So, these fat people you know could only swim 50ish yard when beginning. That is how many of the participants of this particular study started, I suspect, and gradually worked up to 60 minutes/day. After at least 6 months, probably at least 3-4 at 60 minutes/day, ALL of the women who swam lost NO weight. Coincidence? I really, really, really, really doubt it.
Last edited by twm; 07-14-2005 at 10:20 PM.
You don't have to get defensive about it. It's not your study, is it?Originally Posted by twm
Ok, fine - if the abstract doesn't even mention sample size, training intensity, etc., then it's a horribly written abstract. Believe it or not, I've actually read studies like this (maybe even this one), and usually they ARE horribly constructed and do not take into account people ability to perform the exercises properly. Did you even read my previous posts?
Last edited by Sensei; 07-14-2005 at 09:44 PM.
I'm not getting defensive; an abstract doesn't typically give the details of how the study is setup. Just the main points, what it is trying to show, and the results. That's what an abstract is.
I'm sure the body will adapt over time to a certain motion to become more efficient. I don't think that would prevent all of the participants from losing no weight. Typically, I wouldn't be as rash as to say all or none in an argument, but that is a direct quote. If you want to, I'll throw $12.50 if you want to pay the other half for the full text and we can find out. Until then... meh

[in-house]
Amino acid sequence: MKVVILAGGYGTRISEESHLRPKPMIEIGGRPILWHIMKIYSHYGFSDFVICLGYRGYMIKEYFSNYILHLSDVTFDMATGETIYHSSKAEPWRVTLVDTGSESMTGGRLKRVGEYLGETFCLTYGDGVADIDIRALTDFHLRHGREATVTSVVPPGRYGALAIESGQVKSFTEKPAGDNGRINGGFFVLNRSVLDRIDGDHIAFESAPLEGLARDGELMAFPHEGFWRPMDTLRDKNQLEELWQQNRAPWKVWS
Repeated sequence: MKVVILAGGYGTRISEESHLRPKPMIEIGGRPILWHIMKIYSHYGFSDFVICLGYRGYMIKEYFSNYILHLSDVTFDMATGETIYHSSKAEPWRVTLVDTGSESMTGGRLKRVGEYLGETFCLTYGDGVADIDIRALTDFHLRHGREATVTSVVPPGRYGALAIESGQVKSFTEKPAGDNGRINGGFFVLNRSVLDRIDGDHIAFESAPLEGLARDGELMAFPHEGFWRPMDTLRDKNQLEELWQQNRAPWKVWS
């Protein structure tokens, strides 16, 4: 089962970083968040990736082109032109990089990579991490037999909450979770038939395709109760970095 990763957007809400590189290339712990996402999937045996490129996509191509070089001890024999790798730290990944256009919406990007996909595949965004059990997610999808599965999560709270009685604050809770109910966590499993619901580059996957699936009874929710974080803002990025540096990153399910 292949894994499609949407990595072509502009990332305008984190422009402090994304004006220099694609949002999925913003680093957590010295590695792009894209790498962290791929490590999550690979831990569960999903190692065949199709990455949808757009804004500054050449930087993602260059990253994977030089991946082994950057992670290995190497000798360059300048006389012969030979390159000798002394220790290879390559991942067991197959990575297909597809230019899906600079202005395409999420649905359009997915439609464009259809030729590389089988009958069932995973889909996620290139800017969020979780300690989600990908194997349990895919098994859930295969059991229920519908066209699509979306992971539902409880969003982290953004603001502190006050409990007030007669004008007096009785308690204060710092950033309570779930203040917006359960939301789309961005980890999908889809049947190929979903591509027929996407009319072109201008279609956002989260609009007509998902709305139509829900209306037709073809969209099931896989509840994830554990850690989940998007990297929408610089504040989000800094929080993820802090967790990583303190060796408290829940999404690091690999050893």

Okay, my wife swam on a swim team since she was 5 and I swam for 4 years on my University's Masters Team. You can't tell me that swimming will not burn fat or make you lose weight. It's one of the most intense calorie burning exercises you can do. You won't get huge muscles from doing it (unless you're a butterflyer, then you'll get some pretty huge lats and shoulders), but an average practice when I was on the team was about an hour and a half and we swam approximately 4,500 yards. With the intensity we were going I would easily burn 1,000 calories in a workout. Yes, swimming does work up an appetite, but over time your basal metabolic rate can get quite high so that offsets any caloric increases in your diet for a normal diet. You can lose weight, definitely. One of my wife's boyfriends in high school was over 300 lbs. He started swimming and eventually made his high school team and slimmed down to a svelte 170 or so in a matter of a year. I know plenty of other examples from my own teams where similar results have occured.